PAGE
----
Extreme heat, drought, and massive fires may well be a new normal for the Pacific Northwest. The latest report from the Intergovernmental Panel on Climate Change indicates that the worsening effects of climate change will visit us again, and more frequently. This report also suggests that we may have as few as 12 years to act if we are to cut global carbon emissions by 45% and stave off the worse of these effects.
Can we do it? And by “we” here, I am referring to our society overall, but primarily to those we’ve elected to make policy on our behalf. So far, our political systems have proved ineffectual in responding to climate change. For one, politicians cannot agree on how to govern, much less on what should be prioritized in their governance; further, many politicians don’t seem to agree on how dire climate change is and how aggressive policy responses ought to be.
Recently, New York Times columnist Ezra Klein raised a question among environmental thinkers: What if American democracy fails the climate crisis? It’s a question we in Puget Sound and throughout the Northwest ought to be taking rather seriously.
The Biden administration brought the U.S. back into the Paris Agreement on climate change. Still, only a few of the world’s countries are on track to meet the Paris Agreement’s goals, and the U.S. is not among them. President Joe Biden introduced an ambitious climate agenda and an infrastructure bill to help meet those goals, but the most recent bipartisan version of the infrastructure bill — less than a quarter of the size of Biden’s original proposal —leaves out investments in climate research and clean energy.
If the federal government and our larger political systems prove incapable of meeting this challenge on our behalf, what’s left for us? We can act locally.
This latest version of the IPCC report marks the first time the climate agency broke down findings and predictions by region. As Paola Arias of the University of Antioquia in Colombia noted, “this report gives regional information that is going to help us make decisions at the regional level."
Now that we have more insight into the regional effects of climate change and further predictions to go by, we would do well to conceptualize a plan to conduct research and develop solutions that meet the particular challenges of our region. For a model, we just have to look to the other side of the country, where New York City is planning to turn Governors Island into a living laboratory for climate research.
The proposed project — which has already garnered monetary supports in the millions from local government — would turn all 172 acres of the island into a site for research and policymaking that supports a Climate Solutions Center. This center aims to “broaden the study of change [in order to] pilot solutions that will have a direct impact on New York communities, particularly low-income neighborhoods that bear the brunt of extreme weather.”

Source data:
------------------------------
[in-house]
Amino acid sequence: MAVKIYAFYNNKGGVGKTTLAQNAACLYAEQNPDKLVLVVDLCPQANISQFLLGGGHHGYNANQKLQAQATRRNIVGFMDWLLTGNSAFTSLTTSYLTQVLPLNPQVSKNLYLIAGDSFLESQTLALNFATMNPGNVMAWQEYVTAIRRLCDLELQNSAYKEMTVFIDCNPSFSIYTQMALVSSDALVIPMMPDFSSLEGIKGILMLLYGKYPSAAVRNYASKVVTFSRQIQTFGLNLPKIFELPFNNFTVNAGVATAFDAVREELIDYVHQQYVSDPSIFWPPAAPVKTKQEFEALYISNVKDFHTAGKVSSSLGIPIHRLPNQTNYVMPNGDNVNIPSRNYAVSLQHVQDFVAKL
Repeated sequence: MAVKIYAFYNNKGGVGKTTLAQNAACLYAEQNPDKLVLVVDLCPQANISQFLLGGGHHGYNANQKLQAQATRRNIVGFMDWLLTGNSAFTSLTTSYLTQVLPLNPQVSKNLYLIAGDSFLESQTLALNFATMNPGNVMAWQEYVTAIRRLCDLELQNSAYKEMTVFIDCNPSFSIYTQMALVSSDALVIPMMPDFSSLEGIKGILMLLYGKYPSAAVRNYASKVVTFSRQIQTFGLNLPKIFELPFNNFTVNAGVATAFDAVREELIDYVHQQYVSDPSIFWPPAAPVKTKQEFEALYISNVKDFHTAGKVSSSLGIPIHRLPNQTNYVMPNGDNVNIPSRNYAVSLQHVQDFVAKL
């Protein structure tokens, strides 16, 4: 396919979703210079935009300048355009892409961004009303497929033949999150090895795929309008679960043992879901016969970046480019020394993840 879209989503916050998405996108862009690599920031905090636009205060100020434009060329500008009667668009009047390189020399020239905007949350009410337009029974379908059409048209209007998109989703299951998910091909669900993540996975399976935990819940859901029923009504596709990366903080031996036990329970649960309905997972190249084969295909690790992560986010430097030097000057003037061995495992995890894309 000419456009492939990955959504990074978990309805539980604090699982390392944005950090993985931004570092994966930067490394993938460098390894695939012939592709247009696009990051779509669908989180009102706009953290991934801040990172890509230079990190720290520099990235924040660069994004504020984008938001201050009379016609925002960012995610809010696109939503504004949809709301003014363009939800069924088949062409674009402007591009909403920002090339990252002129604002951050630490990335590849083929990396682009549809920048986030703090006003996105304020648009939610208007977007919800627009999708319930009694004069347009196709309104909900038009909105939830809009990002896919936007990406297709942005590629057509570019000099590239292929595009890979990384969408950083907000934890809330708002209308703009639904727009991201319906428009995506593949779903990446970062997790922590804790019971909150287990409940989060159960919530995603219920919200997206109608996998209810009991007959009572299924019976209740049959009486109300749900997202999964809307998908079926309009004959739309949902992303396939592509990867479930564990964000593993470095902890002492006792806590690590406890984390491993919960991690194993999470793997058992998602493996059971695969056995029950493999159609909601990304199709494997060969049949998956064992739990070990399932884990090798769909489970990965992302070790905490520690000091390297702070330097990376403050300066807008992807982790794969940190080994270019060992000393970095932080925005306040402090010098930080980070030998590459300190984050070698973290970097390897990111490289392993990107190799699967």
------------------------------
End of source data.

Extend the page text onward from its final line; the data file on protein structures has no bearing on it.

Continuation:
The reason we want to be thinking about a similar approach here is illuminated by what Vicki Been, the city’s deputy mayor, said about lessons learned from one of New York City’s climate-related catastrophes: "One of the things that we certainly learned during [Hurricane] Sandy is that many of the kind of responses of the federal government, and the way that money was structured to flow in to help neighborhoods, was very much based upon a model that isn't a dense urban environment."
As is the case in the Big Apple, our experience of climate change is unique to our region. The types and structures of support we may get from our federal government may not be a precise fit for our challenges — and that’s if a divided government can come together to offer it adequately.
To develop a local set of solutions that fit our unique challenges will require public investments as well as ample resources from industry and the philanthropic sector. It will require space. It will require regional experts, including the scientists and researchers in our region’s many institutions; it will require members of the public, especially those who live among communities that are disproportionately experiencing — and will experience — the worsening impact of climate change. Of this, Michael Oppenheimer, the director of the Center for Policy Research on Energy and the Environment at Princeton University, and early adviser to New York’s Climate Solutions Center, has this to say: “You actually can sit in an urban area and watch as people respond to the changing world and potentially participate in development of these solutions to these problems.”
Locally, we count on several powerful resources that could be leveraged toward this regional-local response to climate change and its impacts. The technology and philanthropic sectors, our various advocacy and activist communities and our research institutes and universities — all of these can be players in the establishment and running of our own living laboratory and solutions center, one which helps us make better, local policy, and which offers practical and just solutions.
We have a choice before us: wait and see if our political systems can mend themselves in time to address the varied and various challenges climate change poses at a national scale (and we hope they can), or we can start devising and developing local solutions now. In the best-case scenario, both possibilities merge and we are better off for it, but if we can count on only one for sure, let’s make the most of what we have here, locally, and start working toward a Climate Solutions Center for the Puget Sound area.